So for book 2 (currently called ‘Thrice Burned’) I’ve been pulling apart the characters and doing an outline of their actions and motivations through each chapter in the book. In doing so, I’ve <I think> strengthened the plot and made it that much more believable that my characters are capable of doing the things I write about them doing. Here’s an example:
Chapter 1: Portia is feeling alone and betrayed in her new knowledge of just who her family really is so she isolates herself from people and throws herself into a series of arsons plaguing London. ACTION: Avoiding Baker Street, walking the arson scenes all over London.
Chapter 1: Feeling guilty for her part in deceiving Portia and angry at her former-lover’s exposure of their secrets, Irene Jones plots her next steps in regaining her granddaughter’s trust. ACTION: Avoiding Baker Street, licking her wounds in Edinburg.
Chapter 1: Able to separate the emotion from the action, Sherlock Holmes gives Portia the space and time to absorb everything she has learned, choosing to not worry about the development in their relationship, and instead planning how to help his granddaughter become the best consulting detective Baker Street has ever had. ACTION: Avoiding Baker Street, going about his usual business.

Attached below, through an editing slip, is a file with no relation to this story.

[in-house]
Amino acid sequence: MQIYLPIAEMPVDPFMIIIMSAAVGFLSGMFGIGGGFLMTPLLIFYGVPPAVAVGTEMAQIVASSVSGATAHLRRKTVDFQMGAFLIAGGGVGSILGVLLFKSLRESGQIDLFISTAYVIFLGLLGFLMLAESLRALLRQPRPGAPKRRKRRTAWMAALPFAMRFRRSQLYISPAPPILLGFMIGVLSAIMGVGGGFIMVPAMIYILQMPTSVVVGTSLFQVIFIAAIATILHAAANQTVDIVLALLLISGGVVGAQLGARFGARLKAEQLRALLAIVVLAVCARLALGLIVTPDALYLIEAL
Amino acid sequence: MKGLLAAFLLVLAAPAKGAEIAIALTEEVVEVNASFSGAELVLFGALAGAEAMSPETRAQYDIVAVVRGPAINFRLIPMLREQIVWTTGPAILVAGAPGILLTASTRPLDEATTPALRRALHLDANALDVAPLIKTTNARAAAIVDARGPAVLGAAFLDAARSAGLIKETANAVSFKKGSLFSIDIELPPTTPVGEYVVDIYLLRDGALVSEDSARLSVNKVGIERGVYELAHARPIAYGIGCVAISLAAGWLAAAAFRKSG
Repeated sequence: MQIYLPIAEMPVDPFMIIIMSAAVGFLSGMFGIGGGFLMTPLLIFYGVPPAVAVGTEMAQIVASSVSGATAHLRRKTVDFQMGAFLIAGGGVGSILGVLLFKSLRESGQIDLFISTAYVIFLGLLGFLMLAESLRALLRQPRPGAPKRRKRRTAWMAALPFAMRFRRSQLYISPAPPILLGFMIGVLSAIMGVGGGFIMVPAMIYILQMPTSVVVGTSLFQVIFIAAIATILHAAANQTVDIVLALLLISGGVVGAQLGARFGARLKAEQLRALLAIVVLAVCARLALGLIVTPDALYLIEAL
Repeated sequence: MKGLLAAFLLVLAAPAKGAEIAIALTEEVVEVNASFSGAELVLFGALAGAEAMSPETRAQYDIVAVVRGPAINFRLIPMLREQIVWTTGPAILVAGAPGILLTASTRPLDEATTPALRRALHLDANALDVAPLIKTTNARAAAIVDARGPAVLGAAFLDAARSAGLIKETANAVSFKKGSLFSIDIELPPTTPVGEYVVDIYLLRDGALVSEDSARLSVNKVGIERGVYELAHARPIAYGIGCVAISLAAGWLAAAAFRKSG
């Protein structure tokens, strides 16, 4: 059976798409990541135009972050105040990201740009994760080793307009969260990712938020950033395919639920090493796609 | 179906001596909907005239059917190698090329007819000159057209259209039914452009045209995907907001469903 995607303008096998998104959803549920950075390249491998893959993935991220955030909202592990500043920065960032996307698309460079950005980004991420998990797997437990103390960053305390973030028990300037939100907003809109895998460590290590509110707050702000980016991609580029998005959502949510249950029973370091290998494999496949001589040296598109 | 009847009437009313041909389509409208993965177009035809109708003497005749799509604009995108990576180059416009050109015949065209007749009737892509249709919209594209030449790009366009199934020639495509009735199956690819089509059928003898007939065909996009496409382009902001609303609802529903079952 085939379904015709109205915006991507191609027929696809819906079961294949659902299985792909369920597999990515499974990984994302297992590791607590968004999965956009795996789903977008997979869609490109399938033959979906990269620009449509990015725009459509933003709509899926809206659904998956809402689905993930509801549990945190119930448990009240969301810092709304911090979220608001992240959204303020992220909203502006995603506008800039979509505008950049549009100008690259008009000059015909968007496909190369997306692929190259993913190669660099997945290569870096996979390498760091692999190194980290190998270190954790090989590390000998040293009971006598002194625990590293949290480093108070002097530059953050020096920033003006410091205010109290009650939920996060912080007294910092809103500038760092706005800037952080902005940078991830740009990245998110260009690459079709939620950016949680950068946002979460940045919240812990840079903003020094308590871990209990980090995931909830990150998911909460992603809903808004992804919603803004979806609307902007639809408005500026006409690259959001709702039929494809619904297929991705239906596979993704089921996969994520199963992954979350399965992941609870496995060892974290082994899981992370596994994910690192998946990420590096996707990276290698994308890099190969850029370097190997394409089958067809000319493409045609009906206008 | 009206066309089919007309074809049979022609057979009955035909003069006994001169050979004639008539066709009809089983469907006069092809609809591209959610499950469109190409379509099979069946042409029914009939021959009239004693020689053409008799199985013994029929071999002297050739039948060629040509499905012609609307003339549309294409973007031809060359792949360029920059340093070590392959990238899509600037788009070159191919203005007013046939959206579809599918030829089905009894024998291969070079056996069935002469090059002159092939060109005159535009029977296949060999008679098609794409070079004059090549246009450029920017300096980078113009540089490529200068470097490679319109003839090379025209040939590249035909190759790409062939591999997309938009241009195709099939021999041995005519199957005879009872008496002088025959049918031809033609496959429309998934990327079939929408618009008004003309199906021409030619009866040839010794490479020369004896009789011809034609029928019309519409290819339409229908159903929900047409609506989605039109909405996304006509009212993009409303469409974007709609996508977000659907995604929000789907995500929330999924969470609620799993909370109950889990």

Chapter 1: Unaware of what has transpired over the holidays in Edinburg, Brian Dawes has missed his beautiful landlord and wants to catch up with her, and perhaps take their relationship to the next level as he’s been working up the courage to ask her out. He senses that something has happened, but can’t get Portia to open up and tell him about it, which is frustrating and does nothing to add to his courage. ACTION: Waiting for Portia, trying to get a moment alone with her, at Baker Street.
As part of making a more fulsome description of Portia’s guardian in Casebook 1, I thought it was time to give a little more detail (but not too much – Irene is after all a secretive woman ; ).
The full list of Character Profiles can be found here.
FULL NAME: Irene Jones (one of several aliases she has used over the years).
AGE: in 1929 she is 71-years-old, born in April 1858.